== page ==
'Boss' furor shakes Ticketmaster's reign

The Baltimore Sun

Lettie Holman swears on Bruce Springsteen's soul patch that Ticketmaster automatically kicked her over to its high-priced TicketsNow scalper site when she was trying this week to buy seats for The Boss' tour stop at Washington's Verizon Center.

Ticketmaster says she and others who make similar claims are misremembering or lying.

So it is that, even before it starts, Springsteen's newest tour has become a public relations disaster for him and America's best-loved concert-ticket monopoly.

Springsteen is "furious" at Ticketmaster, he said in a prepared statement. Ticketmaster denies forcing Internet buyers to TicketsNow, where one is helpfully offered seats at $500 a pop, and says problems experienced by Springsteen fans have been exaggerated.

A New Jersey congressman is demanding an investigation. New Jersey's attorney general has asked Ticketmaster to stop doing what it says it didn't do.

Ticketmaster is scrambling, overnighting free tickets to aggrieved Springsteen fans, compensating people who mistakenly bought marked-up seats on TicketsNow and doing its best to imitate a caring, progressive mega-corporation.

"We sincerely apologize to Bruce, his organization and, above all, his fans," wrote Ticketmaster boss Irving Azoff.

Because he's worried about losing future business from rock fans and impresarios?

Heck no. Ticketmaster owns 70 percent of the concert-ticket market, estimates Scott W. Devitt, who follows the company's stock for Stifel Nicolaus. There's really nowhere else to go, Ticketmaster's notorious "convenience charges" notwithstanding.

Azoff, who grew to fame and riches managing Dan Fogelberg and the Eagles, is probably more concerned about what the Springsteen debacle spells for Ticketmaster's reported merger plans with concert promoter Live Nation.

That deal would make Ticketmaster even bigger and more powerful, which is hard to imagine. Given that the administration of President Barack Obama was already likely to frown on such a combo, the Springsteen episode couldn't have come at a worse time for the company.

It began at the Super Bowl. Springsteen's Sunday halftime show was a glorified ad for his tour. Tickets went on sale at 10 a.m. the next day.

Jonathan Kandell of Catonsville, attendee of 54 Bruce shows, wanted seats for the Verizon Center on May 18. But as Boss Hour struck he couldn't complete the purchase. Then he tried searching for Springsteen seats in Philadelphia. That was when, he said, Ticketmaster's software automatically sent him to TicketsNow.

He couldn't believe it. It was only a few minutes after 10, but TicketsNow was already selling hundreds of Springsteen tickets for three or eight times face value.

"I was really upset," Kandell says. "Is this some sort of fraud or monopoly? I don't know."

Ticketmaster owns TicketsNow, which is why Holman, of Silver Spring, thought something was fishy when she had the same experience.

"It feels like Ticketmaster is hoarding and saving seats in the venue that are going to TicketsNow," said the 100-show veteran. "We're not getting access to the seats."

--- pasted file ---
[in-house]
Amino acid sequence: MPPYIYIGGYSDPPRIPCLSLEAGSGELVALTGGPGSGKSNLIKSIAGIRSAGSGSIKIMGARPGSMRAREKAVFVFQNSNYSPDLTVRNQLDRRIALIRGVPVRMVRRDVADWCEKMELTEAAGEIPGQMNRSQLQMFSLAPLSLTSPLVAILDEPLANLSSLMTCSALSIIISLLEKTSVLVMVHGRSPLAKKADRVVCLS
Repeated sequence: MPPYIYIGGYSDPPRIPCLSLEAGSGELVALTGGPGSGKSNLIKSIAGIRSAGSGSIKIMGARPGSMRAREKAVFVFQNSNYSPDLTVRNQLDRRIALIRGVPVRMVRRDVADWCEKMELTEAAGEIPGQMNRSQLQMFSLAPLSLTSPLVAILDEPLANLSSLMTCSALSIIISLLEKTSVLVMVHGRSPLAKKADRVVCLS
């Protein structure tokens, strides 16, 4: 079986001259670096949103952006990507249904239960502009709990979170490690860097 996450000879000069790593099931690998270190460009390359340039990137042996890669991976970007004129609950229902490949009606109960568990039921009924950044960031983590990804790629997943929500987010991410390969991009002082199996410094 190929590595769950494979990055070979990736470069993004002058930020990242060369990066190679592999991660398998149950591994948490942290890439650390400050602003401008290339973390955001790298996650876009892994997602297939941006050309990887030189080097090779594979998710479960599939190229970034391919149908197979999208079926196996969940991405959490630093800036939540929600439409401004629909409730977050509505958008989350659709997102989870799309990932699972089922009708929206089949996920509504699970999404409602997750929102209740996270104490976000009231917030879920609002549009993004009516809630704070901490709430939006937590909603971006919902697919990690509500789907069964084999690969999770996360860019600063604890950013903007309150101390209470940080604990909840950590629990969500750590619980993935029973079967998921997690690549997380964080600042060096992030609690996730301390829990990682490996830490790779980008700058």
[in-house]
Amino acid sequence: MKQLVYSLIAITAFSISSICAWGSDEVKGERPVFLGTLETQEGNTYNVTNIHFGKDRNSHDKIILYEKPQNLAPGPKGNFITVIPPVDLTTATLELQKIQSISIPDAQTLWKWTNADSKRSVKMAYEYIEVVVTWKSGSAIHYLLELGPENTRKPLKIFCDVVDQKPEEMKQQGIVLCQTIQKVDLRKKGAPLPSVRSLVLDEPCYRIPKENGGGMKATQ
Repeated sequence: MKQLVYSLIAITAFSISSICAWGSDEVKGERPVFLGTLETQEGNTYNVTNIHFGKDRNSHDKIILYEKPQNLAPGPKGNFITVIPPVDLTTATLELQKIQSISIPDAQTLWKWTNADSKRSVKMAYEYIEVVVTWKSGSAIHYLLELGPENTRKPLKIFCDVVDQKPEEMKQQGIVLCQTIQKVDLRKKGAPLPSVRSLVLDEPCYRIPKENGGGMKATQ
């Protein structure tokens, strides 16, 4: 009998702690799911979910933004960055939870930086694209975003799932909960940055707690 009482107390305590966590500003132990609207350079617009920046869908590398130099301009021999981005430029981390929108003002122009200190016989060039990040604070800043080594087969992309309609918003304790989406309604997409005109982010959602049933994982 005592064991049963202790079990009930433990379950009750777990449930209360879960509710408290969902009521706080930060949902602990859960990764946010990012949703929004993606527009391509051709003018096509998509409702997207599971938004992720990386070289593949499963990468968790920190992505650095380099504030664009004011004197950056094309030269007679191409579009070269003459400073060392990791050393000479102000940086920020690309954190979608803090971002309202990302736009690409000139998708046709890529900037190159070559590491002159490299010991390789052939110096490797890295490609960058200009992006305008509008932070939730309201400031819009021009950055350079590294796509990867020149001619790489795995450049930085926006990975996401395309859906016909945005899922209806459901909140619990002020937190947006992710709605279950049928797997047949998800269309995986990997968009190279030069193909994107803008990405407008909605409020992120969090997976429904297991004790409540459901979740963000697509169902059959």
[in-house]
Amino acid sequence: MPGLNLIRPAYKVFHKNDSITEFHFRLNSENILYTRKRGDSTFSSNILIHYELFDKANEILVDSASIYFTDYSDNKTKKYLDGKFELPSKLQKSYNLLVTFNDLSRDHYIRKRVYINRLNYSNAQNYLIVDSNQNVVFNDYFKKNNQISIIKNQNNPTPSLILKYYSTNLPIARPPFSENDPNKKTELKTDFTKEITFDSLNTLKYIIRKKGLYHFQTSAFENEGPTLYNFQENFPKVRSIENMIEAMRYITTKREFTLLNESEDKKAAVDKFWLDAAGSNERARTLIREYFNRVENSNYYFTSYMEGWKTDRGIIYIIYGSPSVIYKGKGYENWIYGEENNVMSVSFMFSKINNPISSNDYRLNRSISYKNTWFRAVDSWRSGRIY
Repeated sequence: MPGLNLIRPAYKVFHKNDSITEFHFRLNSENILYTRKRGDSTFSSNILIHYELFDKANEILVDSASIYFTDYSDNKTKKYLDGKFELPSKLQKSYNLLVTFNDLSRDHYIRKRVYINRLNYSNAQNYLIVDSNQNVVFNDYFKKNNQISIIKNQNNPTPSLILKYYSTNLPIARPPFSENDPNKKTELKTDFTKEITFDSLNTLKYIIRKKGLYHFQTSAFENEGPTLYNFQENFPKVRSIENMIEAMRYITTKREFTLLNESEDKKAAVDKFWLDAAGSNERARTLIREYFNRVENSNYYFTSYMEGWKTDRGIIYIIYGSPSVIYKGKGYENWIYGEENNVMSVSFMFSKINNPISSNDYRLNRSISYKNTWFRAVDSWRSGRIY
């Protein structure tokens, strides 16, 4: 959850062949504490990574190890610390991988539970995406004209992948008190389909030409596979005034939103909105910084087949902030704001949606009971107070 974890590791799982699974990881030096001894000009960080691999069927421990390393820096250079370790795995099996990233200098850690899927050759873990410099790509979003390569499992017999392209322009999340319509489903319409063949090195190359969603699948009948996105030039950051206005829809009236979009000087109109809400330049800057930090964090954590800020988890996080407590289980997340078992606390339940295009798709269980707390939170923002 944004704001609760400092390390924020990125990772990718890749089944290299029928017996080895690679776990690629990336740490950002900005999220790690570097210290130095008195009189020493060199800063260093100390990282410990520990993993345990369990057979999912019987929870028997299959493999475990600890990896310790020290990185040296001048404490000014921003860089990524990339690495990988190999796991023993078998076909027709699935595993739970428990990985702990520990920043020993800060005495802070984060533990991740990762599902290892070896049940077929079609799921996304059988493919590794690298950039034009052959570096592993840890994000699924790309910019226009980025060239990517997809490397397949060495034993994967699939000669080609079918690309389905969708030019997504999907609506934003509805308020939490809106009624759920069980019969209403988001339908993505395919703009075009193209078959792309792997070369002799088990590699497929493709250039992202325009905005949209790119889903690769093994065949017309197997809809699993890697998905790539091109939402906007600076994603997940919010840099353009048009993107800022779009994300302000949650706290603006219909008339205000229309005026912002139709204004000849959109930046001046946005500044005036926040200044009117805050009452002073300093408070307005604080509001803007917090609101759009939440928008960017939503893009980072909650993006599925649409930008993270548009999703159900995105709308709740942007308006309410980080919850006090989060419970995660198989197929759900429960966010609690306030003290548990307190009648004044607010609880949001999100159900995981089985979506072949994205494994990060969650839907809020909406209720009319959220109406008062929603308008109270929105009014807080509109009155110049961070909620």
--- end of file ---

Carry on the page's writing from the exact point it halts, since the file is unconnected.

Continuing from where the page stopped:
Ticketmaster spokesman Albert Lopez acknowledges there were software problems Monday - but only for people trying to buy tickets for shows in New Jersey and on New York's Long Island.

All those fans were contacted by phone or e-mail and provided seats, he said.

The rest of Monday's frustration, Lopez said, resulted from high demand for Springsteen tickets and the fact that they quickly sold out, not from anything Ticketmaster did.

While Ticketmaster offered an optional TicketsNow button for Springsteen buyers, he said, nobody was automatically sent to the site.

"There is no automatic redirect," Lopez said. "A fan has to physically click the button."

"It happened automatically without me touching a damn thing," said Holman.

I talked to three other customers, including Kandell, who said they had the same experience.

Why was Ticketmaster even allowed to buy TicketsNow last year?

Lopez says Ticketmaster doesn't own the tickets sold on TicketsNow. They're put up by individuals and licensed brokers, some of whom could have already had seats to sell early Monday, he said. Ticketmaster will no longer provide optional links to TicketsNow, it says, unless performers allow it.

But both companies under the same roof is still a breathtaking conflict of interest, subject to little oversight. TicketsNow is one of Ticketmaster's fastest-growing units.

The Internet has been unkind to many media and entertainment businesses, but Ticketmaster is an exception. In a parallel universe it might have been regulated as a natural monopoly like electricity. But even electric companies aren't much regulated these days.

Years after the band Pearl Jam complained about Ticketmaster before a star-struck congressional subcommittee, the company reigns supreme. This isn't 1991, however, when the George H.W. Bush government approved its buyout of rival Ticketron and helped create today's mess.

Springsteen has come out against a Ticketmaster-Live Nation merger, which is a start at fighting back. A Ticketmaster boycott by Springsteen would be better.

Real competition in ticket distribution would be the best deal of all. Barring that, a Federal Trade Commission inquiry into Monday's problems might ensure that we're not still reading Ticketmaster horror stories when Miley Cyrus has her comeback tour.

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